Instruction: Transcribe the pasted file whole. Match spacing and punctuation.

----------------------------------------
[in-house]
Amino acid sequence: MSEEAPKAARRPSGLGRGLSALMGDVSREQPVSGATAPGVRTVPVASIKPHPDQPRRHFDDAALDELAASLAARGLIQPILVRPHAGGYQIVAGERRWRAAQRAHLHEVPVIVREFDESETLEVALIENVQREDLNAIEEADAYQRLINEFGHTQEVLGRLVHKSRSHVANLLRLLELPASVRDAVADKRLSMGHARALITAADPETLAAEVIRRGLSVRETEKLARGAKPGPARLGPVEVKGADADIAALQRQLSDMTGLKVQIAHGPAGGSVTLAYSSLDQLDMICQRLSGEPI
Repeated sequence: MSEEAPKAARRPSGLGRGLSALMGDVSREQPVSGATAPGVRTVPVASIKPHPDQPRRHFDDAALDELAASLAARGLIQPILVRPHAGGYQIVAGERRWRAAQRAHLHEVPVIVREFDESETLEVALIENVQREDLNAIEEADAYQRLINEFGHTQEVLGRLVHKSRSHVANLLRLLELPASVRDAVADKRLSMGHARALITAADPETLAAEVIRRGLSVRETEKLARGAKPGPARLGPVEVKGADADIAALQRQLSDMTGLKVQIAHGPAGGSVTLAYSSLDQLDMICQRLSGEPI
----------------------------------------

[in-house]
Amino acid sequence: MSEEAPKAARRPSGLGRGLSALMGDVSREQPVSGATAPGVRTVPVASIKPHPDQPRRHFDDAALDELAASLAARGLIQPILVRPHAGGYQIVAGERRWRAAQRAHLHEVPVIVREFDESETLEVALIENVQREDLNAIEEADAYQRLINEFGHTQEVLGRLVHKSRSHVANLLRLLELPASVRDAVADKRLSMGHARALITAADPETLAAEVIRRGLSVRETEKLARGAKPGPARLGPVEVKGADADIAALQRQLSDMTGLKVQIAHGPAGGSVTLAYSSLDQLDMICQRLSGEPI
Repeated sequence: MSEEAPKAARRPSGLGRGLSALMGDVSREQPVSGATAPGVRTVPVASIKPHPDQPRRHFDDAALDELAASLAARGLIQPILVRPHAGGYQIVAGERRWRAAQRAHLHEVPVIVREFDESETLEVALIENVQREDLNAIEEADAYQRLINEFGHTQEVLGRLVHKSRSHVANLLRLLELPASVRDAVADKRLSMGHARALITAADPETLAAEVIRRGLSVRETEKLARGAKPGPARLGPVEVKGADADIAALQRQLSDMTGLKVQIAHGPAGGSVTLAYSSLDQLDMICQRLSGEPI